[Suppress-Script] Initial list of 300 languages

McDonald, Ira imcdonald at sharplabs.com
Wed Mar 15 16:04:52 CET 2006

Hi Randy, Peter, et al,

Please remember that not all documents are sent to printers
in rich text (i.e., with font tags, etc.).  Even when they
are in rich text, there are NO standards for the naming of
fonts and there are NO standards for a print driver to ask
a network printer what fonts are installed (it's sometimes
hacked in local PPD, UPDF, or other capabilities files, but
these are static and do not track the installation of new
fonts on the printer).

Many documents are printed from plaintext.  In which case 
problems certainly can and do happen.  

However, since you're all convinced that printers and print
drivers will miraculously be unharmed by the egregious
infixing of four-character script tags where their parsers
previously expected country/region tags, I'll stop wasting
my breath.

This really is my last word on the whole topic.

Bye for awhile
- Ira

Ira McDonald (Musician / Software Architect)
Blue Roof Music / High North Inc
PO Box 221  Grand Marais, MI  49839
phone: +1-906-494-2434
email: imcdonald at sharplabs.com

> -----Original Message-----
> From: ietf-languages-bounces at alvestrand.no 
> [mailto:ietf-languages-bounces at alvestrand.no]On Behalf Of 
> Randy Presuhn
> Sent: Tuesday, March 14, 2006 8:01 PM
> To: ietf-languages at iana.org
> Subject: Re: [Suppress-Script] Initial list of 300 languages
> Hi -
> > > Let's work through a specific example.
> > > Document tagged ga-Latg-IE. Printer defaults to en.
> > >    (1) What will go wrong?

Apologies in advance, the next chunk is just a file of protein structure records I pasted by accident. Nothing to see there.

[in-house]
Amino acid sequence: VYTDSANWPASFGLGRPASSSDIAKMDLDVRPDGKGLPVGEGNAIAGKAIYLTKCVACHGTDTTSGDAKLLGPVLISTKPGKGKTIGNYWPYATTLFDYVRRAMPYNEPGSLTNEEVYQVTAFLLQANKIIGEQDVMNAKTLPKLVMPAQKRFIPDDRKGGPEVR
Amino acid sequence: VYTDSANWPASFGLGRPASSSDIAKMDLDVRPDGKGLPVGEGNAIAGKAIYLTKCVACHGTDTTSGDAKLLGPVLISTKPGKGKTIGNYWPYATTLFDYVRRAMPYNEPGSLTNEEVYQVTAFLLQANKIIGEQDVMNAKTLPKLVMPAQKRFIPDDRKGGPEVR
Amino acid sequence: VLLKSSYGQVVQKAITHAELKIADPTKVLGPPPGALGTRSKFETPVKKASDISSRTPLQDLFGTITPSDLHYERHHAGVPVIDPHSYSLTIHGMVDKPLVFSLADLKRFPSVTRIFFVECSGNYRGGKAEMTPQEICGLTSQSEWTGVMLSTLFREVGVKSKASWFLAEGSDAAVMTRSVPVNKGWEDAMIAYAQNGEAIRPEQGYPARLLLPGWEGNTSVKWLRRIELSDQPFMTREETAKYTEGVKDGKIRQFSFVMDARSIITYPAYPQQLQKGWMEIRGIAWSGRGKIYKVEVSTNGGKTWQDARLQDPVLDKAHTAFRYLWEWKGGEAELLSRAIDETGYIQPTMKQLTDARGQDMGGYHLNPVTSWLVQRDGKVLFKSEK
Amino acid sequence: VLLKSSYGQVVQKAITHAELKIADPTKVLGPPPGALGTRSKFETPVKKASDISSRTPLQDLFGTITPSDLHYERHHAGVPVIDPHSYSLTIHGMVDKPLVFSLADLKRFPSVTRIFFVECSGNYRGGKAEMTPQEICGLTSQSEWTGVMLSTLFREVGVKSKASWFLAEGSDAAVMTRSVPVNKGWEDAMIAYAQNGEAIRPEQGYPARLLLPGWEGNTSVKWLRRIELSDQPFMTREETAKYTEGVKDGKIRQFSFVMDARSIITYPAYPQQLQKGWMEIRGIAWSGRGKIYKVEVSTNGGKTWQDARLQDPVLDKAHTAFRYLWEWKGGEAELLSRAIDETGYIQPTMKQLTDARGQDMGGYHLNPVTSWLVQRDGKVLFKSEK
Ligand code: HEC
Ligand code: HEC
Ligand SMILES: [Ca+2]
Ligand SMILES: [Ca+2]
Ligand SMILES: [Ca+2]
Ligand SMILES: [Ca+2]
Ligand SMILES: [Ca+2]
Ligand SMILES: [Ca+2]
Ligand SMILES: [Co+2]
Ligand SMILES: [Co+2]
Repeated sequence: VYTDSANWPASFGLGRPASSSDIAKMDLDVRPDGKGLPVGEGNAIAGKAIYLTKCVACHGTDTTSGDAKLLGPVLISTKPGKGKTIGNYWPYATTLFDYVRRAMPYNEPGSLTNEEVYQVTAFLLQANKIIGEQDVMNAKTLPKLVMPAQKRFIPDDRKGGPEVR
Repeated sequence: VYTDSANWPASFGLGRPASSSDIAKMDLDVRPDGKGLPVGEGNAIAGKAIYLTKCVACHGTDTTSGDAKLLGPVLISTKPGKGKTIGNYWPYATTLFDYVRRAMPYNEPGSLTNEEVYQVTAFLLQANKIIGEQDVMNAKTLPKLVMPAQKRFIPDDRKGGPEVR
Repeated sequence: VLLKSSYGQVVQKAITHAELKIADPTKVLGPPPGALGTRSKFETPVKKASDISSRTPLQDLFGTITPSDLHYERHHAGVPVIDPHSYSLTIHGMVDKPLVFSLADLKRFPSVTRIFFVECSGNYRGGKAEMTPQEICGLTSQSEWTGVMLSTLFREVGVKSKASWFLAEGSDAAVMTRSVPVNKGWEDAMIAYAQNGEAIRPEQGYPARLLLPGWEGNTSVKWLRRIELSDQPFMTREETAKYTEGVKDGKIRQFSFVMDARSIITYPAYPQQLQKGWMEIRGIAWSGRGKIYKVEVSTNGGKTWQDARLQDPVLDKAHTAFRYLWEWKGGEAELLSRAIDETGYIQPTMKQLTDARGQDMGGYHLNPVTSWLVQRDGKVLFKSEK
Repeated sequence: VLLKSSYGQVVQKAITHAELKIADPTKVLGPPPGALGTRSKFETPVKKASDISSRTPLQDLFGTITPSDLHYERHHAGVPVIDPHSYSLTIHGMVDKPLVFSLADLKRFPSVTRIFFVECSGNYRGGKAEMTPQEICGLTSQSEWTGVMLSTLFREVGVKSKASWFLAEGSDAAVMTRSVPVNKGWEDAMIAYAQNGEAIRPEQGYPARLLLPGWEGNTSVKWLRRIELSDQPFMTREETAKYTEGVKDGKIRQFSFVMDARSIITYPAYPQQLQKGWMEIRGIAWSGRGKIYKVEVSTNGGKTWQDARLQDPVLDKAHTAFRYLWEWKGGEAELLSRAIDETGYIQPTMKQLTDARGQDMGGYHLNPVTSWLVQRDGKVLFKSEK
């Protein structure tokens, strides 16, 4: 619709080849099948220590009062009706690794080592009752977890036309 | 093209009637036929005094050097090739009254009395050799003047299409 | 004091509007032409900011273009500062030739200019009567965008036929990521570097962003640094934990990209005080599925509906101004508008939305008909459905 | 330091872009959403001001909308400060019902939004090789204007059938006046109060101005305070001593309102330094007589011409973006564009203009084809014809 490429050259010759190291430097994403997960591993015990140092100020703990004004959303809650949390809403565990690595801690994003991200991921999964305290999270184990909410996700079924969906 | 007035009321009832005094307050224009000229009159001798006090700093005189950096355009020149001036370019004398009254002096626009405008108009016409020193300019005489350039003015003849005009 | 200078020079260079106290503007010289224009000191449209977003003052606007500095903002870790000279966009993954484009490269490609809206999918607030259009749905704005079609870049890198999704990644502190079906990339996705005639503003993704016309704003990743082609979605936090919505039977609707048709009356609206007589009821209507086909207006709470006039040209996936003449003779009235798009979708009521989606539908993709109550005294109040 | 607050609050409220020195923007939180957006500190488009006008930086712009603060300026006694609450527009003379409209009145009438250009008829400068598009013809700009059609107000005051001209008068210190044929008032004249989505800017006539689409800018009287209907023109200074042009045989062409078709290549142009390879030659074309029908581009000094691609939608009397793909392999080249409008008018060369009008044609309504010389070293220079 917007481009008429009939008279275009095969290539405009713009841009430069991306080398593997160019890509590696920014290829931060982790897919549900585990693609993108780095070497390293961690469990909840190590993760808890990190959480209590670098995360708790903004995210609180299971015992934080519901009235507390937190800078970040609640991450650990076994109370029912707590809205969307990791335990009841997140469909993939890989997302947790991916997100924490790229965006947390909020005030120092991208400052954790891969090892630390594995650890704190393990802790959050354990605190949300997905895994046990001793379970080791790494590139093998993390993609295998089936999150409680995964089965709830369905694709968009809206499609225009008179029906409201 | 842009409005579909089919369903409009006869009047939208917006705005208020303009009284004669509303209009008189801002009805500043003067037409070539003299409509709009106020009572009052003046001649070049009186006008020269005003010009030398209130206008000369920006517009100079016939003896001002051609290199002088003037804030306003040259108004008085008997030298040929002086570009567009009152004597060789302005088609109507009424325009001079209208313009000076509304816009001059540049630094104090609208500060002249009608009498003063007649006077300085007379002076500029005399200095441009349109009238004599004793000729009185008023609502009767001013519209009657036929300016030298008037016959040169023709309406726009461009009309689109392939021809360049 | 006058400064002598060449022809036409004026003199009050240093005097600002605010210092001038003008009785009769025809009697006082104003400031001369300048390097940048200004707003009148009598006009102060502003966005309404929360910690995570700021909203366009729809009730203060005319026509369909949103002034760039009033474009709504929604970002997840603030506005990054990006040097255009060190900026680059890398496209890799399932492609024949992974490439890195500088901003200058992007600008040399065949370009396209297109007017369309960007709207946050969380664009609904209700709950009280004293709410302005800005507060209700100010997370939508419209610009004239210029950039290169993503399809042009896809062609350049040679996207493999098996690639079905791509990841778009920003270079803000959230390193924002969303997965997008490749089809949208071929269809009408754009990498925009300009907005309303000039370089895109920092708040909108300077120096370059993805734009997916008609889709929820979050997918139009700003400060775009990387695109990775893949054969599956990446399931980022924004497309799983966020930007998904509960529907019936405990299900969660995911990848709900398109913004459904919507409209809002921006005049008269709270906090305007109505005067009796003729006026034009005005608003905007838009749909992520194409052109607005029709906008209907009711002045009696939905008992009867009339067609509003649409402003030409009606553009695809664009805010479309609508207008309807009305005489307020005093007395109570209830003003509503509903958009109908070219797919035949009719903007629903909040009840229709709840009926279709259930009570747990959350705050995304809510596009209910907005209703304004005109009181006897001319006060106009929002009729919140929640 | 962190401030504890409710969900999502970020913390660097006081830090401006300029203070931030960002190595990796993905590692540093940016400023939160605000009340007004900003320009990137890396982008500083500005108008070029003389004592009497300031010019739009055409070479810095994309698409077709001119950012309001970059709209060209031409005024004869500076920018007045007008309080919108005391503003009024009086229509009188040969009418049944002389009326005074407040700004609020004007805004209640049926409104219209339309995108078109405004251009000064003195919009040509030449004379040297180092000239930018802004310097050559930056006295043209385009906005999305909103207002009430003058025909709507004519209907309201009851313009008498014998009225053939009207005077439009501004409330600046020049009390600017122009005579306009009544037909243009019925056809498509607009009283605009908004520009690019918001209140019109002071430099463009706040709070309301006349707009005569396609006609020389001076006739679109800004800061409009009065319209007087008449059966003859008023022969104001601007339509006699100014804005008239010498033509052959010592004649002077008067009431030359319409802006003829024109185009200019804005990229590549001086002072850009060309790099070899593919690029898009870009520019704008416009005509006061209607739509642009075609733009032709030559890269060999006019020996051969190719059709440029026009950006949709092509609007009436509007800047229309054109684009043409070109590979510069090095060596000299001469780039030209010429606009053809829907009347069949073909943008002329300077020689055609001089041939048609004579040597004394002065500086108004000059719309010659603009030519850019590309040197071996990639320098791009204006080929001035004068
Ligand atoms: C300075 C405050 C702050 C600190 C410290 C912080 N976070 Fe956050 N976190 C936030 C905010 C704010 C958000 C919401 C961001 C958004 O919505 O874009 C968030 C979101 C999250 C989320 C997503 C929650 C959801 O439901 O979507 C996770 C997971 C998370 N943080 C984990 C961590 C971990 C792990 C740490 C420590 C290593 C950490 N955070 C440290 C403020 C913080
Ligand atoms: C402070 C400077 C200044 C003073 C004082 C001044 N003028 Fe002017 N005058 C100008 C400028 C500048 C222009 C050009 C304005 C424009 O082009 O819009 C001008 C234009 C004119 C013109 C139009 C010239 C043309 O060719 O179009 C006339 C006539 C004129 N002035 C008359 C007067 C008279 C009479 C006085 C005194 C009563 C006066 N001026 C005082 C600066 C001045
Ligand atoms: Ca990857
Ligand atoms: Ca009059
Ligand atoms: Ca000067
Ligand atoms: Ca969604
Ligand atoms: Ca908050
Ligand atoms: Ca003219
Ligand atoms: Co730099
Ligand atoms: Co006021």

> > >    (2) How is this different from a document tagged en-US, which
> > >         contains a single word which, if it had been tagged, 
> > > would have
> > >         been tagged ga-Latg-IE?
> > > 
> > 
> > Depending on the tagged charset, various things will go wrong.
> > 
> > If the charset tag is 'UTF-8' it's useless info, so the printer
> > will guess the script and character repertoire and _font_ based 
> > on the language tag - which fall back in this example to 'en-US'.  
> > 
> > That font won't contain the accents necessary to render ga-Latg-IE,
> > so a bunch of those annoying little black squares will replace every
> > character that's not in the US-ASCII subset of the Latin script.
> ...
> This suggests that, in general, documents cannot be rendered
> properly if they contain characters requiring scripts other than the
> script customarily used for the document's primary language.
> For multi-script multi-lingual documents to be unprintable by design
> would be so broken that I have a hard time believing this
> is how things actually work, particularly since it is so contrary
> to my own experience.
> Randy
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> Ietf-languages at alvestrand.no
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